Sportsline postseason odds: 99.0%
Buyer or seller?: Buyer

If the Mets are going to fend off the reigning-champion Braves in the NL East, then they’ll likely need an upgrade at the DH spot – preferably one with power. Newly acquired Dan Vogelbach could be the primary half of a nifty platoon that addresses that weakness, but that shouldn’t be the end of things. They could also use a fix at catcher given James McCann’s injury and some bullpen depth. Willson Contreras of the Cubs would be an ideal fit in Queens. Will the Nats consider trading Juan Soto within the division? That’s a pressing question right about now. 

Sportsline postseason odds: 100%
Buyer or seller?: Buyer

They need outfield help to lessen their dependence upon Joey Gallo, who’s shown no signs of emerging from his season-long slump. Mostly, though, the Yankees need multiple additions to the rotation in order to better their chances of a deep playoff run, and one of those pieces needs to be a frontline type. Luis Castillo would be an ideal fit. As well, the bullpen injuries are mounting, and additional depth is needed. The Yankees are on pace to breeze past 100 wins, yes, but there are some real roster holes here. 

Oakland A’s

Sportsline postseason odds: <1%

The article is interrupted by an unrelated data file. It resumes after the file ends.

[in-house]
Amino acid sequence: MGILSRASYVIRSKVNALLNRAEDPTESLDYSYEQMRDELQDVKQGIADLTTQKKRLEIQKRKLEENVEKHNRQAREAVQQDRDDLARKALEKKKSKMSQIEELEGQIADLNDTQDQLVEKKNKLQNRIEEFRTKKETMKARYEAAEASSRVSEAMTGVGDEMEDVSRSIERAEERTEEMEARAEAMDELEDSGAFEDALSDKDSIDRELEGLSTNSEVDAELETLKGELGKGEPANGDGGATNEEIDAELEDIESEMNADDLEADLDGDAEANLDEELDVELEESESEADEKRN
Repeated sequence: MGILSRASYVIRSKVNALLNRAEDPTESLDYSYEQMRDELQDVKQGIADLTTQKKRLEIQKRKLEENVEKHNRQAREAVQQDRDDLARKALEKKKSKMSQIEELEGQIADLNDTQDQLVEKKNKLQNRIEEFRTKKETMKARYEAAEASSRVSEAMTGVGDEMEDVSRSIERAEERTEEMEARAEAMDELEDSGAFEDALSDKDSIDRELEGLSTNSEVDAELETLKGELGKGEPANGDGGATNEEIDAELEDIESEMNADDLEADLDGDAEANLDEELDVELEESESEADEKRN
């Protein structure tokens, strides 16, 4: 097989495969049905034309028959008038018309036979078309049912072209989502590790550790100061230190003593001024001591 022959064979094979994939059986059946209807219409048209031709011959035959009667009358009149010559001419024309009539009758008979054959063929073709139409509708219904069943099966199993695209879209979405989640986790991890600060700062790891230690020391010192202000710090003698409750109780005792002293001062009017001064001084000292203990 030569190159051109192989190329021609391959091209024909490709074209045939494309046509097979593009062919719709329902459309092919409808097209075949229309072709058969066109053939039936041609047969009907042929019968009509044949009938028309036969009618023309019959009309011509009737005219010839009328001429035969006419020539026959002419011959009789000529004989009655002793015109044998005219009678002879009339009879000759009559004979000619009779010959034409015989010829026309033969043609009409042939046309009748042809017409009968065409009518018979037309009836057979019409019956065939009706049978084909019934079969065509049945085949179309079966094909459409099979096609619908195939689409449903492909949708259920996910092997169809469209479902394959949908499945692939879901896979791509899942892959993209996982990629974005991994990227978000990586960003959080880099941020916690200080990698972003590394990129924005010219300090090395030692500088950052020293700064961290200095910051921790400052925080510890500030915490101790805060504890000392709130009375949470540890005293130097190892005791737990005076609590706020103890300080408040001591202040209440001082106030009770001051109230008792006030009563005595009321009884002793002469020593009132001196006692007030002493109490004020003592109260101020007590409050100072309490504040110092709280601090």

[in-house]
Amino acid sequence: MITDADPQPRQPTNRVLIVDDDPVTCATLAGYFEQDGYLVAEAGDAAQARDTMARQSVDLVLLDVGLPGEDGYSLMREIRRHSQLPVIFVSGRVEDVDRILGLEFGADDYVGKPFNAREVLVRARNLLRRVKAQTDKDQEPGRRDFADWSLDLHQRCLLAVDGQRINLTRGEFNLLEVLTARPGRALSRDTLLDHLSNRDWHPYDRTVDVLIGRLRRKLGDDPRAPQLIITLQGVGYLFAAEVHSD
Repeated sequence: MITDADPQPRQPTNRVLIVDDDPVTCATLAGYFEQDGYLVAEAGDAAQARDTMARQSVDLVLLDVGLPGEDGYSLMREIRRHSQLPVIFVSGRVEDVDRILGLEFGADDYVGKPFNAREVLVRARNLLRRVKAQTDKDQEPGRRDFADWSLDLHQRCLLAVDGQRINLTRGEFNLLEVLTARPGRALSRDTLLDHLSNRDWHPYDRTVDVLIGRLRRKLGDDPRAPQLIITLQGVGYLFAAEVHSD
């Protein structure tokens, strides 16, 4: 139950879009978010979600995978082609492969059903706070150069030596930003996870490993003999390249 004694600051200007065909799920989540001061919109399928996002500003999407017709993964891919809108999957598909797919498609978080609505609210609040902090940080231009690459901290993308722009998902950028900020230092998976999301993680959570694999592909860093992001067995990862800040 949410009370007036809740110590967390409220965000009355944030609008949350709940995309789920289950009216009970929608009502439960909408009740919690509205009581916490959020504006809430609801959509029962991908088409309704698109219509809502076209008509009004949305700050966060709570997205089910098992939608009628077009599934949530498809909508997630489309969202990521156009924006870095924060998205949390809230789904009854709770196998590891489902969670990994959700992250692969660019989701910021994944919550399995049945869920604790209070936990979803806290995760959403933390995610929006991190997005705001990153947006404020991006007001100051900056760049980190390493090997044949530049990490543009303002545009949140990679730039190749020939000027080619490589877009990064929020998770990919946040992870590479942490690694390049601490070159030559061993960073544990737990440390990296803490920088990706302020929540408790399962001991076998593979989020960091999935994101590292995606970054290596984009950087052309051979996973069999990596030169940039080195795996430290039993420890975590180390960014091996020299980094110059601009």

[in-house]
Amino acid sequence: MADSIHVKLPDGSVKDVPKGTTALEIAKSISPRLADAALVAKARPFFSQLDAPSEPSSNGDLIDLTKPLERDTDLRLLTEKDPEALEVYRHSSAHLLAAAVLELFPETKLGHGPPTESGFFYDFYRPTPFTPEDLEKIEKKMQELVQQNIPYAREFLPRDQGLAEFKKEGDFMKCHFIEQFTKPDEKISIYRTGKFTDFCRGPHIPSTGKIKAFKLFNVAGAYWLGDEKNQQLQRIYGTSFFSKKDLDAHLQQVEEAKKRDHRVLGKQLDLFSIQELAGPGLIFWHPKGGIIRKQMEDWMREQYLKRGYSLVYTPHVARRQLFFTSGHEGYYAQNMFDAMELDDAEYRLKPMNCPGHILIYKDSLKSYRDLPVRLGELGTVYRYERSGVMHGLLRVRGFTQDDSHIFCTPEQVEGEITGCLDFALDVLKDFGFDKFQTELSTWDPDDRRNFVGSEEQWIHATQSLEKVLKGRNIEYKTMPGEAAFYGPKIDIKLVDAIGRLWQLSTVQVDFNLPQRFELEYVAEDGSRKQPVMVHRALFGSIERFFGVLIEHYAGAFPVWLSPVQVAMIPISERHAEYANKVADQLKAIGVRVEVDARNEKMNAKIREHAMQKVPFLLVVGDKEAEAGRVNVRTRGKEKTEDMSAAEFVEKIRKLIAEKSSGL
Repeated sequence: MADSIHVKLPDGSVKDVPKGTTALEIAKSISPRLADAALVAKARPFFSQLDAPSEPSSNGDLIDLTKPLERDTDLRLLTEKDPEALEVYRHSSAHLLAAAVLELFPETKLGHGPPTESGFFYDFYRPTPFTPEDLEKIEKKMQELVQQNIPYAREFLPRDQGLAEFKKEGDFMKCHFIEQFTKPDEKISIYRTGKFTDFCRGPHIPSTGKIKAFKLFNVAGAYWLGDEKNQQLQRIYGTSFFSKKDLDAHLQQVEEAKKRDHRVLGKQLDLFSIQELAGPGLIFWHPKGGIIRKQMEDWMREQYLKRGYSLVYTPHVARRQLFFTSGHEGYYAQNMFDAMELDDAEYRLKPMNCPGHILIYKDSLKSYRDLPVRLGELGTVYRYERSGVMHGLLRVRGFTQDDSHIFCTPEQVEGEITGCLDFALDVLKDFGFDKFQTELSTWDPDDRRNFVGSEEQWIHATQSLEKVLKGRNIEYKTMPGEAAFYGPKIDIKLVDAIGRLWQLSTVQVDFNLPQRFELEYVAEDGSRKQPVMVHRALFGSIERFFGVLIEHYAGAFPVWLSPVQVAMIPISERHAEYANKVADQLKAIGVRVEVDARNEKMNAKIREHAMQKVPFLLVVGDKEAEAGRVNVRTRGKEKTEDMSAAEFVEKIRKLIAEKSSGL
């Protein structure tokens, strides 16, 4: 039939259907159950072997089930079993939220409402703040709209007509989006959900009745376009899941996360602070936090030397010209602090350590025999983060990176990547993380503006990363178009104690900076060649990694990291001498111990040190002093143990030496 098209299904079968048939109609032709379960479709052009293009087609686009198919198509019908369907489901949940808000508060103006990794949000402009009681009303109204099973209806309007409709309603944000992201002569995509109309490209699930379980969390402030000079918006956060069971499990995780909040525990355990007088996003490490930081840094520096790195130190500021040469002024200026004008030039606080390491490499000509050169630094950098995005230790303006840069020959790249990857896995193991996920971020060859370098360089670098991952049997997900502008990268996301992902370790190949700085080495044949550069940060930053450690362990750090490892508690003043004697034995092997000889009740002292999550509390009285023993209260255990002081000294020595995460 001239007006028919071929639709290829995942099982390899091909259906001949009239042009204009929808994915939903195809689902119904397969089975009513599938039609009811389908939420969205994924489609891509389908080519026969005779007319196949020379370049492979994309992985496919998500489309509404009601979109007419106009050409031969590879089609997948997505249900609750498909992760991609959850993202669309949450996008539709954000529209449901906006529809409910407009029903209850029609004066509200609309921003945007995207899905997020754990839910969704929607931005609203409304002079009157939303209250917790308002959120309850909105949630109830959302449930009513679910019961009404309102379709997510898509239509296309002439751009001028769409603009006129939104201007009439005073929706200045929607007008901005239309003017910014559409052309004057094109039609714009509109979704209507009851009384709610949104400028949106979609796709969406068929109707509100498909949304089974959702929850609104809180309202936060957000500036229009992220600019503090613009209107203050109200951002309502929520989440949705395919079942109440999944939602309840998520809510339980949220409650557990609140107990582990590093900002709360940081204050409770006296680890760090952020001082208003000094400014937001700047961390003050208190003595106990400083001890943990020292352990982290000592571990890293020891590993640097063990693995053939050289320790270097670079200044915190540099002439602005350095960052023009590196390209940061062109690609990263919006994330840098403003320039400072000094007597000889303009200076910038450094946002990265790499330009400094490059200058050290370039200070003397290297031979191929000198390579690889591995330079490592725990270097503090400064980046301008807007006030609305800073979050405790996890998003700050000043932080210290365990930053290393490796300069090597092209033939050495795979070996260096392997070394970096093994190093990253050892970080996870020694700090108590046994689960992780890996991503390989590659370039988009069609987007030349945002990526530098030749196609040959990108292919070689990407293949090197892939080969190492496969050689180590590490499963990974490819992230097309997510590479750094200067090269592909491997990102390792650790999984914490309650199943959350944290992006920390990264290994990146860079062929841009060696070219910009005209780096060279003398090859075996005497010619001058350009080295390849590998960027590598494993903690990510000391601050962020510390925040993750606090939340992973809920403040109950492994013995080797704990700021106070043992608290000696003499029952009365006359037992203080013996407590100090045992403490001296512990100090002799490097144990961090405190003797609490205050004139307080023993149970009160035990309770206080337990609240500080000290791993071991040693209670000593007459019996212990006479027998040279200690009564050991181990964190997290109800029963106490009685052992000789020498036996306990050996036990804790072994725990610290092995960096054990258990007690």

Buyer or seller?: Seller

This past winter, the A’s were determined to turn themselves into a terrible team, and, well, they did it. Congrats. That means there’s no reason not to trade anything else of value as the Aug. 2 deadline approaches. Frankie Montas looked good in his first start back from a shoulder injury, so his market should be accordingly hot. As well, catcher Sean Murphy could help any number of contending teams.  

Sportsline postseason odds: 38.2%
Buyer or seller?: Buyer

The Phillies have worked their way into wild-card contention in the NL, but they have needs. The greatest of these is for rotation help behind the imposing front line of Zack Wheeler and Aaron Nola. Injuries and ineffectiveness have had their way with the middle and back ends. Additional relief depth from the left side may also be in order. Bryce Harper can’t get back soon enough.

Sportsline postseason odds: <1%
Buyer or seller?: Seller